Charter schools

NC Senate bill would shift more funding to charter schools

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The school privatization train picks up speed:

The battle in question concerns how local funding is shared between traditional public schools and charter schools. SB 658 would require traditional school districts to send more of their local funds to charter schools.

This bill is misguided because charter schools already receive more local funding than traditional public schools, and the gap is growing. A NC Justice Center report published in September showed that, controlling for student residence, the local spending in charter schools in fiscal year 14-15 exceeded the local per pupil spending in traditional schools by $142 per student. That gap has increased in fiscal year 15-16, with charter schools now exceeding local spending of traditional schools by $212 per student. SB 658 would only exacerbate these funding discrepancies.

We're heading into a public school crisis with the unfunded mandate on class sizes, which has already cost educators several dozen jobs. Instead of fixing that problem (which they created), they're trying to take away even more money from traditional public schools. The word "irresponsible" falls way too short in describing their actions, but they just keep chugging along.

Vinroot uses faulty data when promoting diversity of charter schools

Masking the reality of state-sponsored segregation:

“I am very much concerned,” says state Rep. Rosa Gill, a Wake County Democrat and former high school math teacher who sits on the N.C. House of Representatives’ education committee. “I think when our legislators have false information, we come up with legislation that is not in the best interest of kids.”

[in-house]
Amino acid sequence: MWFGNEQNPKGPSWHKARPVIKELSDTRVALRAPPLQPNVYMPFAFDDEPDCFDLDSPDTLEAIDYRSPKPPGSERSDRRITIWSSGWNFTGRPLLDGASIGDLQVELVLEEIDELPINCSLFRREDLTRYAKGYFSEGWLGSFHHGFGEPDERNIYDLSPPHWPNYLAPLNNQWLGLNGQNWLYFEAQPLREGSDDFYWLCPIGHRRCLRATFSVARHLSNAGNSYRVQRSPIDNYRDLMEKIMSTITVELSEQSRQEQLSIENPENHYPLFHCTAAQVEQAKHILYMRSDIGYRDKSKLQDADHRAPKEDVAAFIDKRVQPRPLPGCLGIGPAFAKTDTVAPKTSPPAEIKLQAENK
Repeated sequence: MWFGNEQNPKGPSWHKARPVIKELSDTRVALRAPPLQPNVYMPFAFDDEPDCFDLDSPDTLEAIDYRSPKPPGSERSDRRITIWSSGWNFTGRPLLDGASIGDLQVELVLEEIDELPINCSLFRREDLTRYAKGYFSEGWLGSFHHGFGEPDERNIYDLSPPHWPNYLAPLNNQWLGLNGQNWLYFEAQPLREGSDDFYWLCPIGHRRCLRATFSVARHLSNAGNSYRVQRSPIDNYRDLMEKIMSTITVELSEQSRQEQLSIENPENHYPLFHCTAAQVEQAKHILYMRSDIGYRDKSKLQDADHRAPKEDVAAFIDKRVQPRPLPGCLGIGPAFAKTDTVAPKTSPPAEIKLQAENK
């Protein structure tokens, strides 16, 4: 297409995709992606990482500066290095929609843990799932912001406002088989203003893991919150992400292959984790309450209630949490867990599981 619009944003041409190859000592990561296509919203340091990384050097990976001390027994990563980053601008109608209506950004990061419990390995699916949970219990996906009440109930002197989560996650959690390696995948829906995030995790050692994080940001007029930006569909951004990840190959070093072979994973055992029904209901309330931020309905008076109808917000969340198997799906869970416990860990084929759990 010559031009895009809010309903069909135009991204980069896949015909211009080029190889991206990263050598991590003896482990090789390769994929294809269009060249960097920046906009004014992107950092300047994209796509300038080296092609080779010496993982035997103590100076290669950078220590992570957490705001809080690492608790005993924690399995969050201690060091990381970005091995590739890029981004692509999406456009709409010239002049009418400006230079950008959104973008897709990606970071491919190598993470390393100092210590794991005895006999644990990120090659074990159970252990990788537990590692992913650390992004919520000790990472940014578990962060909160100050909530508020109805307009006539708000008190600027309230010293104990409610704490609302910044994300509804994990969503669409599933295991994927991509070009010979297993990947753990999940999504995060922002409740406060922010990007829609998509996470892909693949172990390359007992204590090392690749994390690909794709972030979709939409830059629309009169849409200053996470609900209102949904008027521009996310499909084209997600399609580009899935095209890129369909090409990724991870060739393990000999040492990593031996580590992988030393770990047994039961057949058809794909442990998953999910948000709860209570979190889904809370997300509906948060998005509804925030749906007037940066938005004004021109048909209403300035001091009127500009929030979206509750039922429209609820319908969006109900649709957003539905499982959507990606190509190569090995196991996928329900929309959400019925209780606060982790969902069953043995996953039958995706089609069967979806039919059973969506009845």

To make his points, Vinroot relies on free or reduced lunch data in charters. By most estimations, that’s not a fair assessment, experts say, pointing out less than a third of the state’s charters participate in that program.

But I'm sure the public school haters in the General Assembly will eat it up with gusto.

Behind closed doors: No press allowed at Michelle Rhee's education gathering

Get ready for more charter/private school legislation this session:

Some North Carolina public education activists are crying foul over a private legislative meet state lawmakers are scheduled to attend with controversial school reformer Michelle Rhee next month.

This week, Policy Watch requested access to next month’s event, but BEST N.C. President & CEO Brenda Berg said no members of the media will be granted access. Berg said such a rule will allow “candid” conversations between participants, which includes an unspecified number of state lawmakers and school stakeholders.

Stating the obvious: If such conversations can only be "candid" if the public is kept in the dark, then maybe those conversations *are* the problem, not the solution these people are looking for. And if you want to see what can happen when those lines are blurred, let's travel to the West Coast and take a look at Sacramento: